Heat is on to stop the ris­ing threat of global warm­ing

Irish Independent - - Broadband Fiasco News - Frank McGovern Frank McGovern is chief cli­mate sci­en­tist with the En­vi­ron­men­tal Pro­tec­tion Agency

IT IS three years since world gov­ern­ments signed off on the Paris Agree­ment, with its goal to hold global tem­per­a­ture in­crease to well be­low 2C and to pur­sue ef­forts to limit it to 1.5C. They did so in the knowl­edge this re­quired strong and rapid ac­tions to re­duce green­house gas emis­sions. To clar­ify how strong and rapid re­duc­tions needed to be, they also asked the UN In­ter­gov­ern­men­tal Panel on Cli­mate Change (IPCC) to pro­vide a re­port on warm­ing of 1.5C.

In re­sponse, it has pub­lished a re­port which is per­haps the most star­tling in its clar­ity, and chal­leng­ing in its mes­sages, that it has pro­vided in the 30 years since its for­ma­tion in 1988.

The IPCC spe­cial re­port on global warm­ing of 1.5C was pub­lished in Oc­to­ber. It sets out the sci­en­tific frame­work for ac­tions to de­liver on the Paris Agree­ment.

It ex­plores is­sues at the heart of global cli­mate pol­icy; that is the tem­per­a­ture goal which is con­sid­ered es­sen­tial to avoid­ing large-scale, ir­re­versible cli­mate change im­pacts and their con­se­quences.

The aim to limit the in­crease to 2C has in­formed EU cli­mate pol­icy since the 1990s, when it was adopted ahead of the ne­go­ti­a­tions on the Ky­oto Pro­to­col. It pro­vides the ba­sis for the EU-wide emis­sions re­duc­tion tar­gets to 2020 and 2030.

The goal to limit the global tem­per­a­ture in­crease to 1.5C is more re­cent. It arises from in­creas­ing aware­ness of the im­pact cli­mate change is al­ready hav­ing, and will have, on vul­ner­a­ble com­mu­ni­ties and re­gions.

The ex­is­tence of some small is­land states and low-ly­ing coastal ar­eas is threat­ened by sea-level rise so it has been strongly pro­moted by small is­land states and lesser-de­vel­oped coun­tries.

As an is­land na­tion with coastal com­mu­ni­ties at risk from ris­ing sea lev­els and coastal ero­sion, this has a par­tic­u­lar res­o­nance for Ire­land.

The IPCC out­lines the ben­e­fits of such a goal as well as the chal­lenges of meet­ing it. The mes­sages are clear; hu­man ac­tiv­i­ties have al­ready caused warm­ing of 1C. The im­pacts of this are ev­i­dent in sealevel rise and changes in ex­tremes such as heat waves and in­tense rain­fall events.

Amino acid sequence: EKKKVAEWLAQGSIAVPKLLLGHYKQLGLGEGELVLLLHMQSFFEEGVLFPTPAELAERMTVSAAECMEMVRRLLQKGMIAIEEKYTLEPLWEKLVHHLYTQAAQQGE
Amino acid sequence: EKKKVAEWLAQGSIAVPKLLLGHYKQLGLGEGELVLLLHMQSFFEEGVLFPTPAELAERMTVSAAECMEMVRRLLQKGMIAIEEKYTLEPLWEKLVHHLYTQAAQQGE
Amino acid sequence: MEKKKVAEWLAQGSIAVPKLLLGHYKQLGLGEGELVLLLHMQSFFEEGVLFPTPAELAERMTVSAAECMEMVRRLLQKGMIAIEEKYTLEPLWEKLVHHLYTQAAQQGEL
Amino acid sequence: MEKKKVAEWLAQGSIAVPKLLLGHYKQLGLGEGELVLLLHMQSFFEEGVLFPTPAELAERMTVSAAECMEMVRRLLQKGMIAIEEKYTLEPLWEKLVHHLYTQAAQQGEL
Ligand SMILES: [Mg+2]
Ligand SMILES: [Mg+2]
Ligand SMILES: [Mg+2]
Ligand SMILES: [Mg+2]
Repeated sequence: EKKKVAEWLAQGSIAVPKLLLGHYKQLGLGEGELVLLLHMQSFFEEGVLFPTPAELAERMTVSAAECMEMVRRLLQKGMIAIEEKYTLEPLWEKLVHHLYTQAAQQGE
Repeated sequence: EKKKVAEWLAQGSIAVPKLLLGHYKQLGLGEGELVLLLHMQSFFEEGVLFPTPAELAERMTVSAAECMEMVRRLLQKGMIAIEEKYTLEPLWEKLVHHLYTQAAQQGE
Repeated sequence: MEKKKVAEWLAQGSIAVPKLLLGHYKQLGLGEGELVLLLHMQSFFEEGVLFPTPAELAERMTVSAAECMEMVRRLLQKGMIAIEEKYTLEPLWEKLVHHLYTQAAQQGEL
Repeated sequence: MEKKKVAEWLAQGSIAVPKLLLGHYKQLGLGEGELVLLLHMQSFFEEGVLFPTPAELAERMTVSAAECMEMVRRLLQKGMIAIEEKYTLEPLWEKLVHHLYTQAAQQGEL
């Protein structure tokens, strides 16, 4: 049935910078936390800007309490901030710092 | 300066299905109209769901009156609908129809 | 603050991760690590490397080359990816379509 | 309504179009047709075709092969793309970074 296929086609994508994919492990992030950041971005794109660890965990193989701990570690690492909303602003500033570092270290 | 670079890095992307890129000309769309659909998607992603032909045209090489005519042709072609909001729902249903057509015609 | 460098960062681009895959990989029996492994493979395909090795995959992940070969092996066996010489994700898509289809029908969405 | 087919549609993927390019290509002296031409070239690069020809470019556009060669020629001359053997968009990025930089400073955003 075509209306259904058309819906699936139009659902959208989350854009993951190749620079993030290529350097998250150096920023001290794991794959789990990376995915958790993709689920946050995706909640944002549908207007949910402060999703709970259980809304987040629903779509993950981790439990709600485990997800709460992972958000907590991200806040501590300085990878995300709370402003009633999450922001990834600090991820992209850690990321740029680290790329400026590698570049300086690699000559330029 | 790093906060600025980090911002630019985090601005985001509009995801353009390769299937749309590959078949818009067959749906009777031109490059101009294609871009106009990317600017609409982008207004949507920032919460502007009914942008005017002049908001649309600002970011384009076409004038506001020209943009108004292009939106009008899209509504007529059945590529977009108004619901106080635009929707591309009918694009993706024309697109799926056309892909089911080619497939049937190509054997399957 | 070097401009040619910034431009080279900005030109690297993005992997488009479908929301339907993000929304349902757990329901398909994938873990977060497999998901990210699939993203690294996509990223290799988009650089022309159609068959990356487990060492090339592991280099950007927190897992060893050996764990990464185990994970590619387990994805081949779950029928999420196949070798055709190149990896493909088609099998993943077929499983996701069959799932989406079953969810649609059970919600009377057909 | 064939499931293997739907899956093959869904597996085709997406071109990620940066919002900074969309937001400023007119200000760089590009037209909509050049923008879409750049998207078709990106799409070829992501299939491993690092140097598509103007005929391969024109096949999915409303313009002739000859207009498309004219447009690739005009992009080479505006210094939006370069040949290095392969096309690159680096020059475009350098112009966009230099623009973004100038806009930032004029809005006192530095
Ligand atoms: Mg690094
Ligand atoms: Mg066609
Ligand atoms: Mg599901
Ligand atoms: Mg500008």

Each global in­cre­ment in­creases the risks and scale of im­pacts.

There are greater rea­sons for con­cern and costs in man­ag­ing these ei­ther through adap­ta­tion or re­me­di­at­ing ac­tion.

Key thresh­olds for the on­set of large, ir­re­versible ef­fects due to loss of ma­jor ice-shelfs and per­mafrost ar­eas are con­sid­ered by the IPCC to ex­ist around 1.5-2C.

As such, the re­port iden­ti­fies con­sid­er­able ben­e­fits for ev­ery­body in lim­it­ing the global tem­per­a­ture in­crease to 1.5C.

How­ever, an es­ti­ma­tion of the costs of the avoided im­pacts, which are lo­cal in na­ture and dis­trib­uted glob­ally, are dif­fi­cult to de­ter­mine. These in­clude avoid­ing the chal­lenges of dis­placed pop­u­la­tions.

The good news is that warm­ing of 1.5C can still be avoided. But the rate, and par­tic­u­larly the scale of col­lec­tive ac­tion re­quired to do so, are un­prece­dented.

The global tem­per­a­ture in­crease will largely be de­ter­mined by fu­ture emis­sions of car­bon diox­ide. These uniquely ac­cu­mu­late in the at­mos­phere and in the oceans, where they con­trib­ute to in­creased acid­i­fi­ca­tion.

The IPCC has es­ti­mated how much more car­bon diox­ide can be pumped into the at­mos­phere if warm­ing is to be lim­ited to ei­ther 1.5C or 2C. Glob­ally, we must reach net-zero car­bon diox­ide emis­sions around 2050 if we are to stay be­low 1.5C, and around 2075 to stay be­low 2C.

En­sur­ing the global tem­per­a­ture is sta­bilised around 1.5C is ex­cep­tion­ally chal­leng­ing. The re­port ex­plores over­shoot sce­nar­ios in which the global tem­per­a­ture ex­ceeds 1.5C and is later re­duced through re­movals of car­bon diox­ide from the at­mos­phere – neg­a­tive emis­sions.

These sce­nar­ios in­creas­ingly rely on changes to land use to pro­vide neg­a­tive emis­sions, in­clud­ing con­ver­sion of agri­cul­tural land to forestry and en­ergy crops.

Emis­sions of other warm­ing agents in­clud­ing meth­ane, ni­trous ox­ides and par­tic­u­late black car­bon (soot from burn­ing) should also be re­duced.

How­ever, food pro­duc­tion re­quire­ments mean there are lim­its for these op­tions.

The mes­sages are stark and high­light the con­se­quences of our his­toric and on­go­ing reliance on fos­sil en­ergy. The ques­tion is how rapidly this reliance can be re­versed. This week, world gov­ern­ments meet in Poland where the IPCC re­port will be high on the agenda.

Ahead of this meet­ing, the World Me­te­o­ro­log­i­cal Or­gan­i­sa­tion has an­nounced at­mo­spheric green­house gas lev­els have reached a new record, with no sign of a rev­er­sal in the in­creas­ing trend.

More pos­i­tively, the EU Com­mis­sion has just pub­lished its re­vised 2050 roadmap tak­ing ac­count of the Paris Agree­ment.

It en­vi­sions a cli­mate-neu­tral Europe by 2050 based on trans­for­ma­tion of key ar­eas in­clud­ing in en­ergy, trans­port and com­mu­ni­ca­tions, ad­vanc­ing the cir­cu­lar econ­omy and us­ing car­bon sinks and car­bon cap­ture and stor­age to pro­vide neg­a­tive emis­sions.

The costs of do­ing this are likely to be im­mense but the costs of not do­ing so may be im­mea­sur­able.

The costs are likely to be im­mense – but costs of do­ing noth­ing may be im­mea­sur­able

Burn­ing is­sue: Plans are in place to make the EU cli­mate neu­tral by 2050

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